Hair Loss

Does anything really work for scarring alopecia? — Donovan Hair Clinic

1) Some Patients Have Just Not Tried Treatments That Carry A Reasonable Chance of Helping

Some patients who say they have tried everything have not actually pursued all that many of the first line treatments or second line treatments. That’s not to say that these treatments are going to be acceptable for everyone. It’s just to say that one cannot really conclude he or she has tried everything. Many patients have tried various supplements and vitamins and shampoos and lasers and stem cell treatments and PRP and have spent a great deal of time and money. But none of these are considered “first line” treatments and none of these are expected to have a consistently good effect for helping most patients with scarring alopecia.  One needs to consider using treatments with good study to back them up!

2) Some Patients Give up Trying Way Too Soon

Many patients who have tried a treatment have not used it long enough to know if it’s working. It takes a few months to really get a sense if a treatment is going to help. Some treatments, such as hydroxychloroquine in lichen planopilaris for example, take up to 6-9 months to really have full effect on bringing hair loss to a halt. Symptoms do go away quickly with many treatments but the actual halting of hair loss takes a while.

3) Some Patients Don’t Know What They Should be Looking For

Some patients who feel that nothing works have been given an incorrect framework as to what actually constitutes “treatment success.” The main goal of treatment for a patient with scarring alopecia is to stop it from getting worse. If we can get back hair and improve density, that is certainly something we strive to do – but the main goal is to stop it from getting worse and worse over time. The primary goal is not to regrow the hair back. (Fortunately in early stages of treatment for scarring hair loss we do sometimes grow some back).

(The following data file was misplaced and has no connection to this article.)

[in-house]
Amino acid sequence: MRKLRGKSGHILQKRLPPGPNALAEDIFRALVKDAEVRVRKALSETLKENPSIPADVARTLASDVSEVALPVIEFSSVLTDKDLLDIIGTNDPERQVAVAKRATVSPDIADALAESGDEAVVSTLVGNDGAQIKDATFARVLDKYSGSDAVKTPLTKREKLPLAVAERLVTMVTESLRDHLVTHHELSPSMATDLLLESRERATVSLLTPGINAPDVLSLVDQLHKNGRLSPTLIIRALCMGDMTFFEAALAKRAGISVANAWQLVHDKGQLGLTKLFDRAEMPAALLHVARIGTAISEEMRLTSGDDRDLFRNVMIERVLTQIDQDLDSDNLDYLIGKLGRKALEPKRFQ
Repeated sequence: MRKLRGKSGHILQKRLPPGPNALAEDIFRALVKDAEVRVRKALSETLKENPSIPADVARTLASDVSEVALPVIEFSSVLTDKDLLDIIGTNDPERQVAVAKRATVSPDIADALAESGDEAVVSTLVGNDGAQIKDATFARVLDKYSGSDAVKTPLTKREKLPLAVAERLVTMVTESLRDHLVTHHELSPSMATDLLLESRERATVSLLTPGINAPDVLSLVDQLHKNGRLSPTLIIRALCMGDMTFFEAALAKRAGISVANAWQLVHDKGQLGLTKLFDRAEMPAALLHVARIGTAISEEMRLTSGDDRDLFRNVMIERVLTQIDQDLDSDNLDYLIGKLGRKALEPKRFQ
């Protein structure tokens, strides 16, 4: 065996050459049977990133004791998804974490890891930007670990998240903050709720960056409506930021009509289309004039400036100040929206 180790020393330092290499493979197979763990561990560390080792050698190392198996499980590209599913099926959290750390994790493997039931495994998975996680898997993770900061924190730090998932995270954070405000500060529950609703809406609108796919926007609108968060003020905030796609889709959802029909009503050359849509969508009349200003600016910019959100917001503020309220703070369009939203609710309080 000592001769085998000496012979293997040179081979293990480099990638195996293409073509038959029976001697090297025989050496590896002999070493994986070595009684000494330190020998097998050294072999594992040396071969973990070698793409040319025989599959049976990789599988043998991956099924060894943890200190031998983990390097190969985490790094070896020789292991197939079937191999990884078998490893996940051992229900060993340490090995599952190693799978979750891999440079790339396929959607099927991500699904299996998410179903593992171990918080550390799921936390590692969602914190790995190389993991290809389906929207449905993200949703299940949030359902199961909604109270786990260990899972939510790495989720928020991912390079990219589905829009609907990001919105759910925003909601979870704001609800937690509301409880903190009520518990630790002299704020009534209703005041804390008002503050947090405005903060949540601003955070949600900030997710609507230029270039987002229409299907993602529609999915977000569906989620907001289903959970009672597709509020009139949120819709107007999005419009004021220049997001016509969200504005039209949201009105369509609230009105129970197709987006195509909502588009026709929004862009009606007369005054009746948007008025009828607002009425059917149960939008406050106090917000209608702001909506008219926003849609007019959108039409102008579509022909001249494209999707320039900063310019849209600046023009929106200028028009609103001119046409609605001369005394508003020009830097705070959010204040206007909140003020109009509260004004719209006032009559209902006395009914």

A patient who says “I have used my doctor’s treatment for 2 years and have seen absolutely no change in my hair density” is saying to me that they have achieved some degree of treatment success. If that patient’s expectation was actually that they were going to regrow back his or her hair, they are going to be quite disappointed by the treatment outcome. A patient with scarring alopecia who stops his or her hair loss has certainly achieved some amount of success.  

Conclusion

When it comes to treating scarring alopecia, it is uncommon that “nothing” actually works provided first and second line treatments have been used.  It may take several treatment trials to find something that works and many, many months or frustrating trial and error – but often something is found that truly helps.

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You can follow a few hair hygiene tips to make your hair less likely to fall out: Avoid hairstyles that pull on the hair - Avoid high-heat hair styling tools - Don't chemically treat or bleach your hair - Use a shampoo that's mild and suited for your hair - Use a soft brush made from natural fibers - Try low-level light therapy.

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